And like I said, I am challenged by this.

 

*Last week my vizsla friend Chili, my neighbors’ dog, died after weeks of declining health. I was able to hold him, cry over him, and tell him goodbye. His gaze seemed more vacant than usual for the medication and pain, like his soul was checking out early, heading for the light. I believe animal spirits live on, as do humans’. My house backs onto a hillside of woods that stretch for miles to the ocean, and among the vine maples, hemlocks, and ferns where Chili used to roam, I will stay alert for the brush of his sweet spirit, in case he chooses to visit.

 

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2 thoughts on “Animals

  1. Tricia, thank you for this beautiful and moving celebration of the human/non-human animal connection. Too often, those of us who’ve had deep friendships with another animal get dismissed as sentimentalists…with the one doing the condemning not realizing that our emotional selves prove our kinship with other mammals rather than our distinctiveness or superiority. (The limbic system, seat of our feelings and the memories associated with them, is a common legacy for all mammals, hence the way non-human animals can reciprocate the loving bonds we form with them.)

    A year ago, my family and I adopted an abandoned feral kitten who was probably eight weeks old. He was the most loving being I’d ever encountered, and his trust was utter and unconditional, as he demonstrated by rolling over with joy to have his belly fur combed, his forelegs upheld to expose his whole chest. One of our adult cats, Gimli, became his adoptive father. Heartbreakingly, he died ten days after coming into our lives. Animal foster-care providers I’ve met have told me that feral kittens often fail to thrive, and the medical reasons aren’t always clear. Although we often think about the adult cat he’d be right now, we also feel blessed to have known this spiritual little being in a tiny kitten body, as well as to have given him a week and a half of love (and the opportunity for him to share his love with all of us) rather than an end of life filled with fear, loneliness, and hunger.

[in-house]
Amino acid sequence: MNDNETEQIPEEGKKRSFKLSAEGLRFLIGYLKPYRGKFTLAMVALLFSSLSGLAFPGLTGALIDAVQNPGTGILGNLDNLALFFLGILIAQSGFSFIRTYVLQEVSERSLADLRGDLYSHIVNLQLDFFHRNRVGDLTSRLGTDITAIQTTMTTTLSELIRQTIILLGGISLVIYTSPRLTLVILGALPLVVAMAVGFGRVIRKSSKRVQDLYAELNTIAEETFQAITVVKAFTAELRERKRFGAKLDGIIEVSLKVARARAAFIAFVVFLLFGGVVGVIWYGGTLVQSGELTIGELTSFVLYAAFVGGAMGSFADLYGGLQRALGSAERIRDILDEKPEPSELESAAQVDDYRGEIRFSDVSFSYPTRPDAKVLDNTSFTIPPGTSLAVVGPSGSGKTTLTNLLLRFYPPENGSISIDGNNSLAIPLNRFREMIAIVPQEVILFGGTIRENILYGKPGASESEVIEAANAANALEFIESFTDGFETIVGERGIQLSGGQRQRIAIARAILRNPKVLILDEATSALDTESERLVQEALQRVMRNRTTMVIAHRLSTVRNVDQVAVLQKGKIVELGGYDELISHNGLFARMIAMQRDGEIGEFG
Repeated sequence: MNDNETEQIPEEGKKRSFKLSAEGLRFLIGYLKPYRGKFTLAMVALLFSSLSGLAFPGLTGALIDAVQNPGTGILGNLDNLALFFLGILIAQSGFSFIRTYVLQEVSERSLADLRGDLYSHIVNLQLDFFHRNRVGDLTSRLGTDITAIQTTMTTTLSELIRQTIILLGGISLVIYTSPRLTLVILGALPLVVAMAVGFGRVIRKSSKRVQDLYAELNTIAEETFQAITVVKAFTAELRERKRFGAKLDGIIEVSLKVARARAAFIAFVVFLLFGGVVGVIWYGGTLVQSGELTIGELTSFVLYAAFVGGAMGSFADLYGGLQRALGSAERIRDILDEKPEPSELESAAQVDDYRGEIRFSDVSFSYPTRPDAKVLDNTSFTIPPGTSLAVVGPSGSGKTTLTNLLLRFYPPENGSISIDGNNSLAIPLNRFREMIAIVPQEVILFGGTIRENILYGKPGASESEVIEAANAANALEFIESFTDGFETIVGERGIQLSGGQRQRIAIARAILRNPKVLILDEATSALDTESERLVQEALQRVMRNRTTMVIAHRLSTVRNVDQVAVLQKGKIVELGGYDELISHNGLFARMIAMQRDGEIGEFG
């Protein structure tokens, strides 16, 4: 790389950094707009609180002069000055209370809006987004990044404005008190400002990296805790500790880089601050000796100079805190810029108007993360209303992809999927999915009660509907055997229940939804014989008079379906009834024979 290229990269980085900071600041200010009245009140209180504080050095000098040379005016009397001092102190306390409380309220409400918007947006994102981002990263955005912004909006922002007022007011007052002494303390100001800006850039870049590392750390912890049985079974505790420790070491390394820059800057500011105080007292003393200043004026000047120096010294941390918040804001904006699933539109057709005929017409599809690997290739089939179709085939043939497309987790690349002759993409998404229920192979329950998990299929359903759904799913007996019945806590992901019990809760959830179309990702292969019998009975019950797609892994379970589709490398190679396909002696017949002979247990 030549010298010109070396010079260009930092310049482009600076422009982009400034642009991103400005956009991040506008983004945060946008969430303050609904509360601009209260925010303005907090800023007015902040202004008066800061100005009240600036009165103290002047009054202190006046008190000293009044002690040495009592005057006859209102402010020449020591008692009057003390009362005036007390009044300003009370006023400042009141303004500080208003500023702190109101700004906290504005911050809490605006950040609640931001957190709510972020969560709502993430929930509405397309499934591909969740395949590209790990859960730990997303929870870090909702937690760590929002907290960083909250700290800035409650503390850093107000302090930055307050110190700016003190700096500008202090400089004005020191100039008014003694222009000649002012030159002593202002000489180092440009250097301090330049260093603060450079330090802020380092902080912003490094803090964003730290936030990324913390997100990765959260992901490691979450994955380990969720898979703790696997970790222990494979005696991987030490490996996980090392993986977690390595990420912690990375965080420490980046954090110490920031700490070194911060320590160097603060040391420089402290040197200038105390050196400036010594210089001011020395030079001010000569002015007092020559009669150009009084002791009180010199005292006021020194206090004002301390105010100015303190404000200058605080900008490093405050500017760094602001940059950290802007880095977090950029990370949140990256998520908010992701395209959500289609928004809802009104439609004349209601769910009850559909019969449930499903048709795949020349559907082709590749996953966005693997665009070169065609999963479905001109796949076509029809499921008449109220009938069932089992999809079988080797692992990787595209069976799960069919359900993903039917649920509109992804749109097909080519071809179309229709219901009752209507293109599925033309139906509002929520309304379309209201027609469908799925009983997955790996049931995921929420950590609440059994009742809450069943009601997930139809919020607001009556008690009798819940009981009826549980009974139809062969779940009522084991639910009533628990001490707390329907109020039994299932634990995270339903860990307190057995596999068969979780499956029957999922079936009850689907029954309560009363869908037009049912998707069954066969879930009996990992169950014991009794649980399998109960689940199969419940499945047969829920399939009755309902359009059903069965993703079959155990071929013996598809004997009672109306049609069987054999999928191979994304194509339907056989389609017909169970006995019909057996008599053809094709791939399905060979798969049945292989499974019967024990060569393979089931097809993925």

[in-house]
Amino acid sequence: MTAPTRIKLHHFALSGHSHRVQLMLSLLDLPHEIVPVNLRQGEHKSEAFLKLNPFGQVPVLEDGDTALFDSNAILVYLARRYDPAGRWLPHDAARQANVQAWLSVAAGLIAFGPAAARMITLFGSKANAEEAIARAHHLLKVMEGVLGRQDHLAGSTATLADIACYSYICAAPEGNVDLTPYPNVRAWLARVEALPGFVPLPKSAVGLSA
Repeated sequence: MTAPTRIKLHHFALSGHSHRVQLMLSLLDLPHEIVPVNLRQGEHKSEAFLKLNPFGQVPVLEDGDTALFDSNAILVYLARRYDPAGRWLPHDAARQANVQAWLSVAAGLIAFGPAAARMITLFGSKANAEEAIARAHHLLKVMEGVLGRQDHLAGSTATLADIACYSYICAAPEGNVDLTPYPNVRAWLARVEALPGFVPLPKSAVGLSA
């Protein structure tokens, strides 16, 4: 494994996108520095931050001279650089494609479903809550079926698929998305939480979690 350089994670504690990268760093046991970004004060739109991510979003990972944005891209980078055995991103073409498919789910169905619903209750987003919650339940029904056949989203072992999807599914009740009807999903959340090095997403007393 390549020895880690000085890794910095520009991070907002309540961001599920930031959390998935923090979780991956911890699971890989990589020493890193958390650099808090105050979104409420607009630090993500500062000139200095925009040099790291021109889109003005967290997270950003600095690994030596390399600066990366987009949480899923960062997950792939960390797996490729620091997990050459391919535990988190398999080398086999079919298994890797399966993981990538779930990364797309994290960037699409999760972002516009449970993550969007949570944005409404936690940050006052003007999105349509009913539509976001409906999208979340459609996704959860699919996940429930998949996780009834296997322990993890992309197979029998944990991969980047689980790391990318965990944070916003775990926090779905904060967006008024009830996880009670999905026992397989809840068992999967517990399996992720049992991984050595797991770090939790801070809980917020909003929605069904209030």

I’ll be thinking thoughts of light for the chipmunk you’d rescued. I hope he’s thriving in his new home. As a teenager, my first (volunteer) job was working in an animal rehab center with injured or abandoned wildlife, and my adult colleagues often debated the ethics of intervening in natural processes, including enabling an animal to survive when he/she might not have if “nature had been allowed to take its course.” I’m not a wildlife expert, but I agree with you that I’d rather err on the side of compassion. After all, is life really all about the “fittest” surviving, or is it about the kindness with which we treat ourselves and our fellow beings?

    1. Oh, I’m so glad this little kitten found its way to your family! What a joy that you got to experience his love, and he yours. Thank you for sharing this.